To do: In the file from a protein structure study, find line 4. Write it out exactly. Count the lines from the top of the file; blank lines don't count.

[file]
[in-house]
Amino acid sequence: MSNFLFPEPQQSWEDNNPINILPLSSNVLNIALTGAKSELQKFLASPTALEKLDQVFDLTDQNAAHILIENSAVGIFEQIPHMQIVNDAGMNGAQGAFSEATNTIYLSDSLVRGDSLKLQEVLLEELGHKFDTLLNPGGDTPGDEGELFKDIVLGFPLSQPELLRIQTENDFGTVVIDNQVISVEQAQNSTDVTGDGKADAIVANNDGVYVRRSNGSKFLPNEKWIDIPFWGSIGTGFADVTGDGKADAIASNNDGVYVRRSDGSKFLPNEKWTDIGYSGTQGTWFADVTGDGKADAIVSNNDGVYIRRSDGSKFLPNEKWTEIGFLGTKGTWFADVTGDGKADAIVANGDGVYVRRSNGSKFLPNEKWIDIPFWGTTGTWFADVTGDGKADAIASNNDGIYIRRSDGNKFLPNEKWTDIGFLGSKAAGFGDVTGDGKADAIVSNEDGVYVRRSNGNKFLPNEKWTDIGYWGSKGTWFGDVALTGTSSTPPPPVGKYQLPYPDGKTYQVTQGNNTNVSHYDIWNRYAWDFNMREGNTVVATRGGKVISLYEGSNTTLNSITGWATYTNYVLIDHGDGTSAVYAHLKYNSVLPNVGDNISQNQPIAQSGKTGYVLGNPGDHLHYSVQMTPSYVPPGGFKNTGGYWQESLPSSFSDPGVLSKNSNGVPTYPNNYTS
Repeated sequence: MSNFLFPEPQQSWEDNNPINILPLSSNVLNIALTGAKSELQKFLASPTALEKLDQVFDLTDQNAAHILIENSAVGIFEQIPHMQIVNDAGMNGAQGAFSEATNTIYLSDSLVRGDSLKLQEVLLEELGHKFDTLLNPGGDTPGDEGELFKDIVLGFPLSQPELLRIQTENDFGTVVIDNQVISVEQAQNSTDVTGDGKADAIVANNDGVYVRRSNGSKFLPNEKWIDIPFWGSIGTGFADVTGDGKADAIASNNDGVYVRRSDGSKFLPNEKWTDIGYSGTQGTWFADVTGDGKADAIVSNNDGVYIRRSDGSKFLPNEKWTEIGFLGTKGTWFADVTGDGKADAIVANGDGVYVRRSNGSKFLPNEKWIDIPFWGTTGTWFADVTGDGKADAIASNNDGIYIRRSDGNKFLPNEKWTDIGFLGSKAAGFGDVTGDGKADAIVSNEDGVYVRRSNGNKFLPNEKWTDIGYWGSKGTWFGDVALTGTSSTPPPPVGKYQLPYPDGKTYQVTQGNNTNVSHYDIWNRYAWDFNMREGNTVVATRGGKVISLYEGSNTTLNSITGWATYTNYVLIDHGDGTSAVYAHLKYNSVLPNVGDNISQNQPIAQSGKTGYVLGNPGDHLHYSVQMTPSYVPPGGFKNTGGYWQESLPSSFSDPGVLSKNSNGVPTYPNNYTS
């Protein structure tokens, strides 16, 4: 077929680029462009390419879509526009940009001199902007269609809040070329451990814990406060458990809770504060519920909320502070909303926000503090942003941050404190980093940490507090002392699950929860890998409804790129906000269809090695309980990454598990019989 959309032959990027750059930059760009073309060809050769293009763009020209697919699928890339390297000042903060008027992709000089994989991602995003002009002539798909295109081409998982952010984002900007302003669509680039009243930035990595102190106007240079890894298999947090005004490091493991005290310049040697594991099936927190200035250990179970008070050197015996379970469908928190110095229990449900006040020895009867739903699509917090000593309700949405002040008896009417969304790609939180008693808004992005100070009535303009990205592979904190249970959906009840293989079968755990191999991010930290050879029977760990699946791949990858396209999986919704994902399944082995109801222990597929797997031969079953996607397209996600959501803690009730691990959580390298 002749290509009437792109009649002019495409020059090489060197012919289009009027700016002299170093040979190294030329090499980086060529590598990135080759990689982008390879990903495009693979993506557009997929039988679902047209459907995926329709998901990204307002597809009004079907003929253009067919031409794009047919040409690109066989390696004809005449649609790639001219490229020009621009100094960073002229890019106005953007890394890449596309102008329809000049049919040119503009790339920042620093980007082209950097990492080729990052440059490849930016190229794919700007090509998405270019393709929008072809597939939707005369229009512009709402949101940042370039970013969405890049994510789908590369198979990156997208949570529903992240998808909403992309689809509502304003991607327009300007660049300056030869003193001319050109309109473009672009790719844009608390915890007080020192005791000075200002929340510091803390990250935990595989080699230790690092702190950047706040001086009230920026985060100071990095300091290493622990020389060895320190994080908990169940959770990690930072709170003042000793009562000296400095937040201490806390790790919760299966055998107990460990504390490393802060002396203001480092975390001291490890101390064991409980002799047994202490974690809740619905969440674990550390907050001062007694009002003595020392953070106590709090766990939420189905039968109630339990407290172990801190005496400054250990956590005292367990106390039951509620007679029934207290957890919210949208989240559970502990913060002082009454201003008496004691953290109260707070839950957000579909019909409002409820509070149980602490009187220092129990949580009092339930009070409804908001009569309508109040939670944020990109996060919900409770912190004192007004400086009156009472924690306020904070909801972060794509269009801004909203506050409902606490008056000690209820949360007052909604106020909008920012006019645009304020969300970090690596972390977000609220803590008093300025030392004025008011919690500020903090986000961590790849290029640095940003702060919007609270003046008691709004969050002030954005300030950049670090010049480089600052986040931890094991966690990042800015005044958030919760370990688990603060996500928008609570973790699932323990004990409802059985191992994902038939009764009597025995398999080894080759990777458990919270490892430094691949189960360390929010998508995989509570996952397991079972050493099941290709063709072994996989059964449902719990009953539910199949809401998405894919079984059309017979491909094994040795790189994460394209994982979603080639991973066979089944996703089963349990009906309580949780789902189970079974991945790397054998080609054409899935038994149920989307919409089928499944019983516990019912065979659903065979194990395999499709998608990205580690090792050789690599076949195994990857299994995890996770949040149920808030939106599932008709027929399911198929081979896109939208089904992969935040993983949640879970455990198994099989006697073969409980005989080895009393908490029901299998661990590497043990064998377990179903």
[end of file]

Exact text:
């Protein structure tokens, strides 16, 4: 077929680029462009390419879509526009940009001199902007269609809040070329451990814990406060458990809770504060519920909320502070909303926000503090942003941050404190980093940490507090002392699950929860890998409804790129906000269809090695309980990454598990019989 959309032959990027750059930059760009073309060809050769293009763009020209697919699928890339390297000042903060008027992709000089994989991602995003002009002539798909295109081409998982952010984002900007302003669509680039009243930035990595102190106007240079890894298999947090005004490091493991005290310049040697594991099936927190200035250990179970008070050197015996379970469908928190110095229990449900006040020895009867739903699509917090000593309700949405002040008896009417969304790609939180008693808004992005100070009535303009990205592979904190249970959906009840293989079968755990191999991010930290050879029977760990699946791949990858396209999986919704994902399944082995109801222990597929797997031969079953996607397209996600959501803690009730691990959580390298 002749290509009437792109009649002019495409020059090489060197012919289009009027700016002299170093040979190294030329090499980086060529590598990135080759990689982008390879990903495009693979993506557009997929039988679902047209459907995926329709998901990204307002597809009004079907003929253009067919031409794009047919040409690109066989390696004809005449649609790639001219490229020009621009100094960073002229890019106005953007890394890449596309102008329809000049049919040119503009790339920042620093980007082209950097990492080729990052440059490849930016190229794919700007090509998405270019393709929008072809597939939707005369229009512009709402949101940042370039970013969405890049994510789908590369198979990156997208949570529903992240998808909403992309689809509502304003991607327009300007660049300056030869003193001319050109309109473009672009790719844009608390915890007080020192005791000075200002929340510091803390990250935990595989080699230790690092702190950047706040001086009230920026985060100071990095300091290493622990020389060895320190994080908990169940959770990690930072709170003042000793009562000296400095937040201490806390790790919760299966055998107990460990504390490393802060002396203001480092975390001291490890101390064991409980002799047994202490974690809740619905969440674990550390907050001062007694009002003595020392953070106590709090766990939420189905039968109630339990407290172990801190005496400054250990956590005292367990106390039951509620007679029934207290957890919210949208989240559970502990913060002082009454201003008496004691953290109260707070839950957000579909019909409002409820509070149980602490009187220092129990949580009092339930009070409804908001009569309508109040939670944020990109996060919900409770912190004192007004400086009156009472924690306020904070909801972060794509269009801004909203506050409902606490008056000690209820949360007052909604106020909008920012006019645009304020969300970090690596972390977000609220803590008093300025030392004025008011919690500020903090986000961590790849290029640095940003702060919007609270003046008691709004969050002030954005300030950049670090010049480089600052986040931890094991966690990042800015005044958030919760370990688990603060996500928008609570973790699932323990004990409802059985191992994902038939009764009597025995398999080894080759990777458990919270490892430094691949189960360390929010998508995989509570996952397991079972050493099941290709063709072994996989059964449902719990009953539910199949809401998405894919079984059309017979491909094994040795790189994460394209994982979603080639991973066979089944996703089963349990009906309580949780789902189970079974991945790397054998080609054409899935038994149920989307919409089928499944019983516990019912065979659903065979194990395999499709998608990205580690090792050789690599076949195994990857299994995890996770949040149920808030939106599932008709027929399911198929081979896109939208089904992969935040993983949640879970455990198994099989006697073969409980005989080895009393908490029901299998661990590497043990064998377990179903």